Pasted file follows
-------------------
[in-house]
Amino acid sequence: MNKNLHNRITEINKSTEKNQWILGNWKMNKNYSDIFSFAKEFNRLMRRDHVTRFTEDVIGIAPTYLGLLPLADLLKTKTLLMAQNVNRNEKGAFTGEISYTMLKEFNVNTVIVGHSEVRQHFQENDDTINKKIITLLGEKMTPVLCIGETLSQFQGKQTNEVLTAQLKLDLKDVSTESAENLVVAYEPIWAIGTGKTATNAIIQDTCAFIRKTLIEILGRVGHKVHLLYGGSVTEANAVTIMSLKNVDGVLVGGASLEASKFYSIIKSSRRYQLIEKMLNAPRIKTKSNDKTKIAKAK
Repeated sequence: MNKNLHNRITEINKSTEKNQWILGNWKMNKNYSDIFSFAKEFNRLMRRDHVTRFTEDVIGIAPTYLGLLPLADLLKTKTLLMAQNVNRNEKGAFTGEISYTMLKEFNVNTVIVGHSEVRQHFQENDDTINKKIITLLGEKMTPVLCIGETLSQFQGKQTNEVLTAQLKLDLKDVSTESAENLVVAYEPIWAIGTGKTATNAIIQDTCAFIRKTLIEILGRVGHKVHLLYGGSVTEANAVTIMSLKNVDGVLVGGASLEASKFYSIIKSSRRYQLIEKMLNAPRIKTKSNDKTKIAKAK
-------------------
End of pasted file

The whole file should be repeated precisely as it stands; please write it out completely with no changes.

[in-house]
Amino acid sequence: MNKNLHNRITEINKSTEKNQWILGNWKMNKNYSDIFSFAKEFNRLMRRDHVTRFTEDVIGIAPTYLGLLPLADLLKTKTLLMAQNVNRNEKGAFTGEISYTMLKEFNVNTVIVGHSEVRQHFQENDDTINKKIITLLGEKMTPVLCIGETLSQFQGKQTNEVLTAQLKLDLKDVSTESAENLVVAYEPIWAIGTGKTATNAIIQDTCAFIRKTLIEILGRVGHKVHLLYGGSVTEANAVTIMSLKNVDGVLVGGASLEASKFYSIIKSSRRYQLIEKMLNAPRIKTKSNDKTKIAKAK
Repeated sequence: MNKNLHNRITEINKSTEKNQWILGNWKMNKNYSDIFSFAKEFNRLMRRDHVTRFTEDVIGIAPTYLGLLPLADLLKTKTLLMAQNVNRNEKGAFTGEISYTMLKEFNVNTVIVGHSEVRQHFQENDDTINKKIITLLGEKMTPVLCIGETLSQFQGKQTNEVLTAQLKLDLKDVSTESAENLVVAYEPIWAIGTGKTATNAIIQDTCAFIRKTLIEILGRVGHKVHLLYGGSVTEANAVTIMSLKNVDGVLVGGASLEASKFYSIIKSSRRYQLIEKMLNAPRIKTKSNDKTKIAKAK